This exclusion of Latino history begins long before children enter kindergarten. It is hard to right the wrongs of the past when for hundreds of years the stories of Communities of Color have been excluded DELIBERATELY. I need you to know this exclusion is deliberate and based in racism and white supremacy. If we are to change any of this in our textbooks in K12 we need to follow history to where it has originated, to these textbook companies and to the scholars who walk the halls of the ivory tower to the funders of their research who paid to have it written. We need to start there with the truth of U.S. history and how this spills over into other parts of our education system to question maybe this history is related to how many of our students graduate high school, go on to college and get the opportunity to be in a position of power to be able to make decisions over curriculum that is in our schools.

To challenge this we need to ask, how many people, not just Latinos, but how many people are out there willing to challenge these things so that more accurate and diverse stories/histories are included? How many Latino teachers are there? How many Latino administrators are there? Superintendents? School board members? And we need to know even if they are there, that even if there are Latinos in these positions, are they questioning or challenging these things? Are they supporting teachers who seek to make these changes in our schools and in their curriculum development? The textbook report states, The Institute team has found that district-designed curricula too often reflect good intentions but result in imbalances that do not serve students well”. In my experiences I have seen this as well. We can’t change things with good intentions. We can change things with honesty and courage though.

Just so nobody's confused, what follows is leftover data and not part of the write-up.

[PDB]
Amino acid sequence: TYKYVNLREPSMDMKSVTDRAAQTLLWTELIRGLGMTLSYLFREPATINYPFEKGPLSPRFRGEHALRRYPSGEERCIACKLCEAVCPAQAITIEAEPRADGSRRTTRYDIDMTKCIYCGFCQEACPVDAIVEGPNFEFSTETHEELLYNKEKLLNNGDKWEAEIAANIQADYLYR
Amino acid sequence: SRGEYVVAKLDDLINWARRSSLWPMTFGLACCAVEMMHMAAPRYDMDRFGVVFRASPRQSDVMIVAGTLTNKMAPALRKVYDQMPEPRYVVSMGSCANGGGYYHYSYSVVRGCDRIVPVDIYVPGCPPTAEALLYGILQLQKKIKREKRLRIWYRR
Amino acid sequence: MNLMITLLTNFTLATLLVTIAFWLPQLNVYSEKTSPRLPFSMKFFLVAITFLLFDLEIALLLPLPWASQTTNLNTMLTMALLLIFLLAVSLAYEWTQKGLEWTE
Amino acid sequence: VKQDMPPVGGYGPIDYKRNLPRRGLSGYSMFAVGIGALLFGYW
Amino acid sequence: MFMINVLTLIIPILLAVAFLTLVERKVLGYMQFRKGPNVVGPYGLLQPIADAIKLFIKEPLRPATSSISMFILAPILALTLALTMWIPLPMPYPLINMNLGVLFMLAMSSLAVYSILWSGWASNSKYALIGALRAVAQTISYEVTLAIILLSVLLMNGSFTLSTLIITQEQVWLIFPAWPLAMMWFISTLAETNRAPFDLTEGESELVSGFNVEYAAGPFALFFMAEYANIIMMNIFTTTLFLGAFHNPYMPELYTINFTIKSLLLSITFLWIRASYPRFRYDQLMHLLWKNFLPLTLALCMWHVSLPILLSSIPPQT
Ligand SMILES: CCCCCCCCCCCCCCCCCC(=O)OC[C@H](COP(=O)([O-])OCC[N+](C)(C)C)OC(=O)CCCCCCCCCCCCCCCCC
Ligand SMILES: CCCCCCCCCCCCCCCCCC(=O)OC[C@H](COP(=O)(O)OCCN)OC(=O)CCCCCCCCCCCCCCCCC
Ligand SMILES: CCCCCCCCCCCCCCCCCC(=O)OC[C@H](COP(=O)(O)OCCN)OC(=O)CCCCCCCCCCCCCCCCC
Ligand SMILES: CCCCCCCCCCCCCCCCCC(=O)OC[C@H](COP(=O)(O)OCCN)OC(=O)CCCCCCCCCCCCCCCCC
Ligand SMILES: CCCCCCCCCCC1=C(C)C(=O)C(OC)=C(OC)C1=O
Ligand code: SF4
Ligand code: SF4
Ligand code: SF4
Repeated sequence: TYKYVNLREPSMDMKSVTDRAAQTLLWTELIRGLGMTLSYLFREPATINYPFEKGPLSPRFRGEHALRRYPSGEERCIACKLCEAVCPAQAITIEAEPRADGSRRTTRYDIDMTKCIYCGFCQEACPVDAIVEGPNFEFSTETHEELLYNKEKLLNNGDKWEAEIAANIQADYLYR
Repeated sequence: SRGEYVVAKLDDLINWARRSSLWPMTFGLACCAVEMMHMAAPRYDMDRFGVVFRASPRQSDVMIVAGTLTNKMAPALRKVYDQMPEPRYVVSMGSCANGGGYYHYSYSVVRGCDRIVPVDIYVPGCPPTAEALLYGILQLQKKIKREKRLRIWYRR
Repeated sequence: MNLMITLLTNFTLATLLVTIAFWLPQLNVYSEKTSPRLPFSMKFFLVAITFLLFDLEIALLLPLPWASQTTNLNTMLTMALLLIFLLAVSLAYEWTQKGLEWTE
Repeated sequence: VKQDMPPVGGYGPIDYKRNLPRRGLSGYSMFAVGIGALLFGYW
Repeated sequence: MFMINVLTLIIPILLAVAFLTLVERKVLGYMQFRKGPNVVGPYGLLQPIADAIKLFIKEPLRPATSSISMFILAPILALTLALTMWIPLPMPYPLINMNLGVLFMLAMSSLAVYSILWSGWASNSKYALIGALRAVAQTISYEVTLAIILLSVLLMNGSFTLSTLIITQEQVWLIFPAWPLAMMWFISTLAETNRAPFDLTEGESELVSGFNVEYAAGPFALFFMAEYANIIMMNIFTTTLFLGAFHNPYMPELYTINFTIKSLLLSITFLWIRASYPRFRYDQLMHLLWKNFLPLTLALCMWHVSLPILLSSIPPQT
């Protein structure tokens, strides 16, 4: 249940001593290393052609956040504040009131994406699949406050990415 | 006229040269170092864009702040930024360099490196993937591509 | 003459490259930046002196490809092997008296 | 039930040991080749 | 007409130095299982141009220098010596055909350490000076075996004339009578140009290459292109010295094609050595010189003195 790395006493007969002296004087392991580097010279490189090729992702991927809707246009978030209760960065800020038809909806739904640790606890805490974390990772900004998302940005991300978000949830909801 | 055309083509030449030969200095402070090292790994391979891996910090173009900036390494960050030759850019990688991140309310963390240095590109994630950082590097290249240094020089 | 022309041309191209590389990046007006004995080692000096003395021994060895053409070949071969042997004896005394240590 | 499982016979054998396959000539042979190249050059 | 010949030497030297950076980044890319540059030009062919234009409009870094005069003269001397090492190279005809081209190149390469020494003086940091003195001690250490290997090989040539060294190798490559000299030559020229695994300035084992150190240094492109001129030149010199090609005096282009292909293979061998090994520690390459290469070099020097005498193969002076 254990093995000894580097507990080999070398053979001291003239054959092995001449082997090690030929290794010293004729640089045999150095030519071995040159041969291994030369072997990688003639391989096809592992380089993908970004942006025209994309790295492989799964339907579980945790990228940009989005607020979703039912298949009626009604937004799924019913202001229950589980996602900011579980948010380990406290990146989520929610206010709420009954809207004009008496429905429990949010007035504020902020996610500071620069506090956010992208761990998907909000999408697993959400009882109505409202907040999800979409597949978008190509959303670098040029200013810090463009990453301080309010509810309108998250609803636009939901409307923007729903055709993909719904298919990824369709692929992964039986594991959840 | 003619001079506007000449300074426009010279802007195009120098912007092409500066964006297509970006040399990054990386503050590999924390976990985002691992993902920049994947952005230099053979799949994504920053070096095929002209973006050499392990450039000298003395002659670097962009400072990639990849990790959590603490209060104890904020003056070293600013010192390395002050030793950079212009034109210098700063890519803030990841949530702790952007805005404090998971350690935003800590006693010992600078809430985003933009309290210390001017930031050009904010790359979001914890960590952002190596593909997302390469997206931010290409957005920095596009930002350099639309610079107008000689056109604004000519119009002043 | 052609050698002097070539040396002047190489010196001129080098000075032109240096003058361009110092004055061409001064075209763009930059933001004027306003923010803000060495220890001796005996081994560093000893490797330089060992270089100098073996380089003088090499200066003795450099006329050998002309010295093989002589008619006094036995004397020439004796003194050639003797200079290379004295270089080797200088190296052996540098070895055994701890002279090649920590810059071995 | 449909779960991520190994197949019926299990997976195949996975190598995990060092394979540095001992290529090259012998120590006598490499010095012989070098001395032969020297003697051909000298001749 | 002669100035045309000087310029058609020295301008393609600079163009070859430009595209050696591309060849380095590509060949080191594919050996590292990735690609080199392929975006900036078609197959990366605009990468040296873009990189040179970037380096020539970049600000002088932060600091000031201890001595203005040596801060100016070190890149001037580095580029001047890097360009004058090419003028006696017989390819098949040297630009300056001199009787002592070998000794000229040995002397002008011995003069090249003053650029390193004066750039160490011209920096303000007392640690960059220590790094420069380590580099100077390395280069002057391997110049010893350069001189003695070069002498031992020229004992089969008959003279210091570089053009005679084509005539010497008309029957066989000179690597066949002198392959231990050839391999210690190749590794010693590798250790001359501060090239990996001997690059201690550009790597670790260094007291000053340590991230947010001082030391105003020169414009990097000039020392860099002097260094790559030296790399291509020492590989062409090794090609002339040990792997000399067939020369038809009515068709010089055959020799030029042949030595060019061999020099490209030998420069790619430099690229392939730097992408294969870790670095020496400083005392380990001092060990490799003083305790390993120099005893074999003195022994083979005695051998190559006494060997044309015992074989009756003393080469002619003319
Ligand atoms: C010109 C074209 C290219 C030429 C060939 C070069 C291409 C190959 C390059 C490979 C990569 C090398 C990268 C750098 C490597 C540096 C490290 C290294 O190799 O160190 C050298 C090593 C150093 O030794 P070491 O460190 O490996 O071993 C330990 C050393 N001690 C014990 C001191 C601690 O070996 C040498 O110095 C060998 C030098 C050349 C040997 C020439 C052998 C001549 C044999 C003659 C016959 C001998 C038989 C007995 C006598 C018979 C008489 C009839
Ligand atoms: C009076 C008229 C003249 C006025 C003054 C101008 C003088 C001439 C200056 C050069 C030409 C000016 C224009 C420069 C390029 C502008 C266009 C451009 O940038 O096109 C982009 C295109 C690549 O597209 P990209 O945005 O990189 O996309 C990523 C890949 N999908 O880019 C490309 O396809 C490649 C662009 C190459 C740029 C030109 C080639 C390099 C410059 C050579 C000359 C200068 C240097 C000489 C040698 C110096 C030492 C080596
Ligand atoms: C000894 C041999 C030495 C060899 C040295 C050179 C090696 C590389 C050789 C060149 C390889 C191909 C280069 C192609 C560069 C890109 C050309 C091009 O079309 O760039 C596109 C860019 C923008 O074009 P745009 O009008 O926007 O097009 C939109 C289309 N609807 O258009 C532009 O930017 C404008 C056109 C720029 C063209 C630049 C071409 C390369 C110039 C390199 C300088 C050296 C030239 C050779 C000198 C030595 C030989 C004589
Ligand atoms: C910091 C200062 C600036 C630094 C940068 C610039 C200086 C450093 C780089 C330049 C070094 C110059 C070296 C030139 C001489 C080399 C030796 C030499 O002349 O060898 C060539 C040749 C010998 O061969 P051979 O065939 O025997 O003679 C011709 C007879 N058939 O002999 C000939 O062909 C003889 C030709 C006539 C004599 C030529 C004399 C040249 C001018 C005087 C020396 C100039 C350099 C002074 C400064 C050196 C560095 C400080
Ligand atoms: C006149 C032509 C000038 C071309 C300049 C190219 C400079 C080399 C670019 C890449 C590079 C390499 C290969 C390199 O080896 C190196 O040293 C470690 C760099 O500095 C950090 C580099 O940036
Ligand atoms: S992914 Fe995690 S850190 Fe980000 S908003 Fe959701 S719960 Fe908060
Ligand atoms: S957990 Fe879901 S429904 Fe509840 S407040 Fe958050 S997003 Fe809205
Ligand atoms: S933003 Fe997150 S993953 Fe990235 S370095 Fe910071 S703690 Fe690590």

Start with acknowledging who has written U.S. history, who has funded those who have written history and ask questions then you will find why we are deliberately excluded to this day. Reports and studies will tell us part of the reality that some of us teaching or in academia already know, but we need to fully acknowledge the racism behind this exclusion in order to move forward with a clear vision of what is needed in these times.

If you like what you’re reading, please support this Xicana, Mama, Teacher & Writer. Share, like, follow me on social media, and drop some support here. I am currently one of two inaugural educator fellows with California Revealed and the CA History Social Science Project where I am digging in archives to make inquiry sets I researched on Latino history accessible to K-12 teachers. I am serving on the Huntington Library’s Teacher Advisory Panel for 2022-2023. I am also currently working with UCLA History Geography Project on curriculum related to Latino history for the IE Stories Project (Inland Empire-Riverside and San Bernardino region of Southern California). I have previously been a teaching fellow with the Pulitzer Center and a member of the Teacher Advisory Council with the National Humanities Center. For more information see